The eroded military and police

After the first coup in 2006, Bainimarama appeared to be merely following the President’s lawful directives.  And strengthened by the Gates, Pathik and Byrne judgment, military personnel could have followed their Commander’s orders in good faith.  Similarly, the police rank and file may have understandably followed the military-appointed Commissioner of Police.  For two years, the Military Government bought off most of the senior officers with improvements in their salaries and conditions.  But following the 2009 judgment of the Fiji Court of Appeal, the insides of most of those in the Military Council, the Fiji Military Forces and the Fiji Police Force, at all levels, must be now in turmoil.  They know that in abrogating the 1997 Constitution, the Military Commander and the Military Council, and all the Ministers appointed by the Military, are now committing treason against the state of Fiji.  They know in their hearts that in following the orders of the Military Government, they are also engaging in treason, as well as a whole range of illegal activities, such as censorship of the media, and detention and intimidation of ordinary civilians without good cause.  What must the ordinary rank and file soldiers and police be thinking, when they are asked to mount full-time guards around the persons and residences of the Commander, the Commissioner of Police, and the Attorney General?  What?  Our country’s guards have been reduced to providing guards for themselves?  Never has this happened in the history of Fiji.  Many in the police know that there should be no room for Christian Crusades in a secular professional police force, yet they follow orders, or risk losing their livelihoods.  In following the immoral orders of their Military Commander and Police Commissioner, the professional military and police officers are being morally eroded, on a daily basis.  The innermost morale of the professional soldiers and police officers must be at an all time low. Such erosion of professionalism in the military and police will take decades to correct, if ever, as the experience after the 1987 coups showed.  The soldiers and policemen must also know that any future economic collapse of the economy or the FNPF, must also affect them and their families.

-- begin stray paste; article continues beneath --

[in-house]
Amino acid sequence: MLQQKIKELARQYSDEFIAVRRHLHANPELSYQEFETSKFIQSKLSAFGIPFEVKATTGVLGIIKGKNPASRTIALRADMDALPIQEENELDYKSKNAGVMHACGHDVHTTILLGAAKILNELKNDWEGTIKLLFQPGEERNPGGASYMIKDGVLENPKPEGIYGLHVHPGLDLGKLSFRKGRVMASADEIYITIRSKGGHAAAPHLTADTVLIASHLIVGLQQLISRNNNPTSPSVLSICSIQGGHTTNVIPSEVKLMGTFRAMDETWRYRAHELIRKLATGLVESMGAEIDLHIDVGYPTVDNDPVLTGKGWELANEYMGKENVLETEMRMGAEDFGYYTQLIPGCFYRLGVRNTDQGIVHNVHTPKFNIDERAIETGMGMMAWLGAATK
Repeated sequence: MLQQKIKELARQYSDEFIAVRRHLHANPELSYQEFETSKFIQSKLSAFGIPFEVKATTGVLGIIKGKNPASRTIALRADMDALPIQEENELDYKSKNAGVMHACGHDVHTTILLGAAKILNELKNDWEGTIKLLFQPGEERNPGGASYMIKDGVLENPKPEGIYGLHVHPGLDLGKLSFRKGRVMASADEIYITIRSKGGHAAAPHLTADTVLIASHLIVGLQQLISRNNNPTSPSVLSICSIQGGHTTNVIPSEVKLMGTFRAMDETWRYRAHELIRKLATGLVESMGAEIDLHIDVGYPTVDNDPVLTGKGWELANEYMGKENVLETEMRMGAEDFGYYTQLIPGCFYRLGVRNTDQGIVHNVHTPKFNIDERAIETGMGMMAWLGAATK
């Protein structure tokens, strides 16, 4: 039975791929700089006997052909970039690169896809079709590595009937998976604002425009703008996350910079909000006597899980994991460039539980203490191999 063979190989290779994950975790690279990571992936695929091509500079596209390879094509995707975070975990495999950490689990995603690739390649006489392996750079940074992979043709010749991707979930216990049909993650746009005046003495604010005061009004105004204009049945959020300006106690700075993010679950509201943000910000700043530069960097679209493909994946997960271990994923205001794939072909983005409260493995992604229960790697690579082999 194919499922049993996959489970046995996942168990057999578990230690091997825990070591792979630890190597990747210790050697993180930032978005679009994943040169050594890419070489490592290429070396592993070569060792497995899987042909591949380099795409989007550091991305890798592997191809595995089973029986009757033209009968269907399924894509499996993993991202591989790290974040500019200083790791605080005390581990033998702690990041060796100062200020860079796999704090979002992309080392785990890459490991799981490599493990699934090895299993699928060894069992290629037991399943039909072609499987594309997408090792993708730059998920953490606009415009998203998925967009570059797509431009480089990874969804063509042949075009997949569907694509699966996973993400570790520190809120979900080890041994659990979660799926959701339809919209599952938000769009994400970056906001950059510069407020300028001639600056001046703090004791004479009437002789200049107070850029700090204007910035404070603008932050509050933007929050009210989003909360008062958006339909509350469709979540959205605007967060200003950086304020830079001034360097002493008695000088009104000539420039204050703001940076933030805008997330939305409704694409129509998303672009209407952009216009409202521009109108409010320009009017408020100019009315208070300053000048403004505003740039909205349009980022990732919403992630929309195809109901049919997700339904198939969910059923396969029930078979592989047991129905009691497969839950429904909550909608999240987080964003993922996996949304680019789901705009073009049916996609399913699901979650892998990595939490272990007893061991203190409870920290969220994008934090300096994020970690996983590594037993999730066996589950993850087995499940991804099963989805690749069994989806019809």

The Eroded Civil Service